Sword Art Online: Aincrad

By Reki Kawahara, abec, and Tamako Nakamura. Released in Japan in two separate volumes by ASCII Mediaworks, serialized in the magazine Dengeki Bunko. Released in North America by Yen Press.

I have to admit that this one took me entirely by surprise. I wasn’t really expecting much when Yen announced this. “Oh no, we are trapped in a virtual reality game where we must fight or die” is something that has become almost as overdone as “oh no, what are these strange feelings I have for my older brother” in anime/manga, and watching people cut things with swords has never been my thing. I also don’t game. It’s also based off of a light novel series, and I was thus expecting the manga spinoff to be somewhat rushed (and indeed, it does feel rushed) and filled with fanservice (actually very little of this, save one “oh no, I accidentally fell into her breasts” scene that just made me sigh loudly). However, it was the relationship between the two leads that drew me in. Because it is a genuine relationship. Wasn’t this a harem manga?


Backing up a bit, the premise has 10,000 players in a new immersive fantasy game trapped by its sadistic creator, who wants them to get to the 100th level of the game. Oh yes, and if they die in the game, they die in real life. Our hero is Kirito, who was one of the game’s beta testers (but unaware this was going to happen), and is fairly cool and aloof to everyone he meets. Our heroine is Asuna, a nice girl with drive and purpose who wants to join forces with Kirito so they can finish this faster and finally go home. Clearly they are destined for each other, despite a rocky start. I wonder how many volumes it will take before they realize their true feel… oh, wait, OK, that was fast.

For all the flaws that occurred to me after I finished the volume, the thing I loved most was the relationship between Kirito and Asuna. There’s an immediate attraction, they both risk their lives for each other, and because there is a setting in the game for ‘let’s have sex’, they do so (non-explicitly) about halfway through the book. And then get married. And even briefly have an adopted kid, though it turns out this is more than it seems, and ends in tears for both of them. They’re just really likeable kids, and bring out the best in each other – Asuna is someone that Kirito desperately needed, particularly after his last attempt at working with others.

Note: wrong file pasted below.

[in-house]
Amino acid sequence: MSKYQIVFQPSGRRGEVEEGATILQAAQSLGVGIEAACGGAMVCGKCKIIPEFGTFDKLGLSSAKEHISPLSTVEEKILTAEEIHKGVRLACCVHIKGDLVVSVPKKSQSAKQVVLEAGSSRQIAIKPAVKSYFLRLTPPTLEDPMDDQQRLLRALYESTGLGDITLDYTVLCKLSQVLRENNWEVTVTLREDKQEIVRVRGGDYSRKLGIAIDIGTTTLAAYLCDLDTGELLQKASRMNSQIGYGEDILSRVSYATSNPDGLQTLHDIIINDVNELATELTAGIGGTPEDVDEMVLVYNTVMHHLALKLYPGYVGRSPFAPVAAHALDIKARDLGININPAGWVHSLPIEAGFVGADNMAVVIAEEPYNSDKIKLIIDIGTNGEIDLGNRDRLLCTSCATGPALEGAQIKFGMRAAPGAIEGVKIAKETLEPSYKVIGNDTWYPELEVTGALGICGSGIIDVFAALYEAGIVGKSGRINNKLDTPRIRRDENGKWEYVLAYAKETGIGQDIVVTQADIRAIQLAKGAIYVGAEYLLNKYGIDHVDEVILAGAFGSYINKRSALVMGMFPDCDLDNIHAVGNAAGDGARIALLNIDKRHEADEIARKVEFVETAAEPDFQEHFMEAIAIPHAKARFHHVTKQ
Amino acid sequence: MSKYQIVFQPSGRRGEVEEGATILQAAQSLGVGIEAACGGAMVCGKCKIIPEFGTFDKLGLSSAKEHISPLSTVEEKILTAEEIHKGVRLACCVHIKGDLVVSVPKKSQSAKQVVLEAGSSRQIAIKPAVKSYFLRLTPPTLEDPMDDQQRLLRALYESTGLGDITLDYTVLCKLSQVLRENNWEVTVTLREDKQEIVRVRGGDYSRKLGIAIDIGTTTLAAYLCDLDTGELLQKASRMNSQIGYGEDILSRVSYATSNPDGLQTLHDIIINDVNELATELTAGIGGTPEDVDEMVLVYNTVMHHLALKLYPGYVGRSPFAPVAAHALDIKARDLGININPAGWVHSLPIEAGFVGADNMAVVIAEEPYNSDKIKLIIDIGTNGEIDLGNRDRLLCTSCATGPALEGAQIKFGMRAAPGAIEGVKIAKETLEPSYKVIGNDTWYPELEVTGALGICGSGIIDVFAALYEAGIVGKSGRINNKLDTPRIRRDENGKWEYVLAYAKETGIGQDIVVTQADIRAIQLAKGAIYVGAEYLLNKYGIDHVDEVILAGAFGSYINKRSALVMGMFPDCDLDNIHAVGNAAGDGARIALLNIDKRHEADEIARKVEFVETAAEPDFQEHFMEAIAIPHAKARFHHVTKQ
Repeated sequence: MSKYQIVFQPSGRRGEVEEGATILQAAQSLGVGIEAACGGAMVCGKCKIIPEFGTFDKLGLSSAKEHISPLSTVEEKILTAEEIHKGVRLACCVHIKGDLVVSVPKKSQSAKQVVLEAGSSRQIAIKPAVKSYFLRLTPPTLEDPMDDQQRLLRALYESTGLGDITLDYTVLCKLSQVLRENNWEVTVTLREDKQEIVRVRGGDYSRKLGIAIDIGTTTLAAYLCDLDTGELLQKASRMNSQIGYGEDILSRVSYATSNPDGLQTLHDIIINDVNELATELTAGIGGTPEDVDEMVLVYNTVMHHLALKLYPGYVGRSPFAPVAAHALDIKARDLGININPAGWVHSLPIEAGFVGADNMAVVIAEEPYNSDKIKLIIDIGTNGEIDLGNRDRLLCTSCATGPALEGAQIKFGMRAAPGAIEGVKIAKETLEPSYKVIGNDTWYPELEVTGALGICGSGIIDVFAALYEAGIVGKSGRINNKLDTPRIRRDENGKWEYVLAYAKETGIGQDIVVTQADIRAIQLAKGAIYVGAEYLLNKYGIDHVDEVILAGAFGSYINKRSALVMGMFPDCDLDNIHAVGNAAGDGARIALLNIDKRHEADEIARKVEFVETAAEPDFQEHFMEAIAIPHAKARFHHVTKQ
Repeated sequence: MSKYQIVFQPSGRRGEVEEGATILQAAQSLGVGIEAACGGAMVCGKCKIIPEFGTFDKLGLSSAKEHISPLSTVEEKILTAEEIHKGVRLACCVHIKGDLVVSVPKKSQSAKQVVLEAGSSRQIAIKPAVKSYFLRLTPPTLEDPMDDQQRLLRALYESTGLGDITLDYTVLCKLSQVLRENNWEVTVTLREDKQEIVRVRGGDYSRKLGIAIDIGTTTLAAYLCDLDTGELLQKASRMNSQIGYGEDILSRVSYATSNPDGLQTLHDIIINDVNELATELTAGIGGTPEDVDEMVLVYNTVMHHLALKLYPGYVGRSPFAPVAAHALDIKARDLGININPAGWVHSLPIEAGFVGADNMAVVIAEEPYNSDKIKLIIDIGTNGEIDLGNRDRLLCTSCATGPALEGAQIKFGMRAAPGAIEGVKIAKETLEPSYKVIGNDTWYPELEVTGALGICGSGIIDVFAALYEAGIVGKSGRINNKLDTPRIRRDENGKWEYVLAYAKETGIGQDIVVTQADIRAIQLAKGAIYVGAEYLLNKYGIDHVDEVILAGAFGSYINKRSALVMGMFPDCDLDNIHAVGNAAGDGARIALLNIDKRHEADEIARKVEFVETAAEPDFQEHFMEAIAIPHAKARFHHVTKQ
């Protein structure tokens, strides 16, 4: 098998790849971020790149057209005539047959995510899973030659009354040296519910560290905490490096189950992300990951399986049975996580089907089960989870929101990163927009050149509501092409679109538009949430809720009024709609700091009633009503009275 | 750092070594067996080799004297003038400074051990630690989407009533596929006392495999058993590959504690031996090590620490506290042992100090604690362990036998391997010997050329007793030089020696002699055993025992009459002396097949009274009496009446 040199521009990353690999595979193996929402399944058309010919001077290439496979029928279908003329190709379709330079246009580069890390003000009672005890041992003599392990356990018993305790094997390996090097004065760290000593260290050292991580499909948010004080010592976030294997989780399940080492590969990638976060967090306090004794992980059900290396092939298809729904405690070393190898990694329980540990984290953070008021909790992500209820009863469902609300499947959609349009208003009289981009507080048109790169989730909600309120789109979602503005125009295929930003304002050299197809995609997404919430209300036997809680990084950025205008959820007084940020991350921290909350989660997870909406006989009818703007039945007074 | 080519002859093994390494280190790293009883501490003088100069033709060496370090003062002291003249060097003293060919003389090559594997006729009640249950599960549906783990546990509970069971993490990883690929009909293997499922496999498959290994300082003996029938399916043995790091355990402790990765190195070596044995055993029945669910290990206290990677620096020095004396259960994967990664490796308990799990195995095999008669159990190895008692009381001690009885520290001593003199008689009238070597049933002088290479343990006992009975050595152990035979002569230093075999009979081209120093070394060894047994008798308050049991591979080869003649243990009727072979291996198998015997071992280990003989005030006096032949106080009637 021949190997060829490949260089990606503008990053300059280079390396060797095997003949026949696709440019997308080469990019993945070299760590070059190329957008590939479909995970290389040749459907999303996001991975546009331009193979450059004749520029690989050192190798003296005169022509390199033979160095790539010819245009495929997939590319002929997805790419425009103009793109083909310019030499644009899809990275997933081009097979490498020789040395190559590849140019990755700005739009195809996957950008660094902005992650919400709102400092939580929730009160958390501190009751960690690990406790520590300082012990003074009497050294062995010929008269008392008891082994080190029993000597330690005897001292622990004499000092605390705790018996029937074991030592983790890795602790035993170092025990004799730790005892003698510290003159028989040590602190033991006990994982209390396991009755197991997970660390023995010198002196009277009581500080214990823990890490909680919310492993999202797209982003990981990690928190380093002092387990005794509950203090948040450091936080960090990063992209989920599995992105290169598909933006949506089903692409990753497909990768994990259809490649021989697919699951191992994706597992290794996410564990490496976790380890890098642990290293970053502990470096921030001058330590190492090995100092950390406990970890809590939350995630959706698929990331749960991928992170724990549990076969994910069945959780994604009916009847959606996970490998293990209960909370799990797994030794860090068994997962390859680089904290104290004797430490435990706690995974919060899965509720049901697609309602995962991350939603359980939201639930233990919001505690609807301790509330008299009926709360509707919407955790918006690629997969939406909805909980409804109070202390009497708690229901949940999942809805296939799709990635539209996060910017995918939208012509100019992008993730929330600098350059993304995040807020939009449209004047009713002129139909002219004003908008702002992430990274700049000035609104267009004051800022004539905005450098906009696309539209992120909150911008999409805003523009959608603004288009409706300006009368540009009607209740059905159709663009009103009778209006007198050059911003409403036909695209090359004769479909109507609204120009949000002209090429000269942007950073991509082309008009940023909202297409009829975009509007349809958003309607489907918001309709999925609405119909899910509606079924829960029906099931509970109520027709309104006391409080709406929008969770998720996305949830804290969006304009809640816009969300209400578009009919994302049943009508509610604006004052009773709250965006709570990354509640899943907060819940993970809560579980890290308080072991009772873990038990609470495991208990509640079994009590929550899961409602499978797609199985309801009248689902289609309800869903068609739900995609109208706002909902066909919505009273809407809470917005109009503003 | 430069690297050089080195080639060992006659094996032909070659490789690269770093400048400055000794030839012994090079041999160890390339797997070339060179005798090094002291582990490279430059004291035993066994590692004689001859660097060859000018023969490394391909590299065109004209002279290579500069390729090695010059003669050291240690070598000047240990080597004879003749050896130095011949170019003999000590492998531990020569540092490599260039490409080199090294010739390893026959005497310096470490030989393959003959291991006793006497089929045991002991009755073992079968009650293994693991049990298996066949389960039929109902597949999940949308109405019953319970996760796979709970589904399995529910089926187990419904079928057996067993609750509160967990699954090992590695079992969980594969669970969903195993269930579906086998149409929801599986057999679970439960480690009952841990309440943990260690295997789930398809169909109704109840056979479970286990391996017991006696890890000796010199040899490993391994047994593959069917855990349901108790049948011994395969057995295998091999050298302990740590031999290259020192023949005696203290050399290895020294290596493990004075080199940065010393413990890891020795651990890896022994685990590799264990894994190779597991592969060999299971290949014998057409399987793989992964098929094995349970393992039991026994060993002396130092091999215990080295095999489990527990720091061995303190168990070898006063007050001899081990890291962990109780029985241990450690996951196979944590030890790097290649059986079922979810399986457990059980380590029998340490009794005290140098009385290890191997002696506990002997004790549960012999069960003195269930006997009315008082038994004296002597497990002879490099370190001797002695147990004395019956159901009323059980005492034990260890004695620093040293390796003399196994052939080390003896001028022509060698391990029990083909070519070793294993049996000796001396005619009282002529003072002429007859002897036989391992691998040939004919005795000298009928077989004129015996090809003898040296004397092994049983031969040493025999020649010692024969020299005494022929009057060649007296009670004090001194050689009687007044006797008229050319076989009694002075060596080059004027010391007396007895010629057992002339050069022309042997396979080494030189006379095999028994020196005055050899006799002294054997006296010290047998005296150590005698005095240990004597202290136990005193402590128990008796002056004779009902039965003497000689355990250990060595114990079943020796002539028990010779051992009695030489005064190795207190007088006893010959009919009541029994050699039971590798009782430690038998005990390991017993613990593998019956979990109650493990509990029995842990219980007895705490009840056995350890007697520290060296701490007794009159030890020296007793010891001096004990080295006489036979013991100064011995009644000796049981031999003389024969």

I’m not sure that this is the sort of relationship that will last when they end up back in the real world and aren’t dealing with adrenaline rushes and near death experiences. The volume ends with Kirito (sorry, Kazuto… damn fake names) awake in a hospital, resolving to find Asuna but it’s very open ended, and given the series is 13+ light novels in Japan, I expect it may not be as simple as it seems. I’ve also been told that future volumes of this series (or at least the anime adaptation thereof) are far more… contested, shall we say. And I will admit that Kirito does seem to have the scent of ‘boring invincible hero’ to him, though honestly, I’ve read Index/Railgun, and it’ll surprise me if anyone tops Touma. As for me, I am quite content with what I saw in this volume, and will be eagerly awaiting the light novel when it appears next month. Despite all the swords, this was sweet and romantic.

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  1. I’m so glad to hear that you enjoyed this! I loved the anime adaptation, and I wasn’t sure what to expect from the manga. I might hold off for the light novel series, at least to start.


  1. […] I greatly enjoyed the manga omnibus of Sword Art Online, and said so in my earlier review. However, I had not actually read the novels or seen the anime, as I noted. Most folks who had said […]

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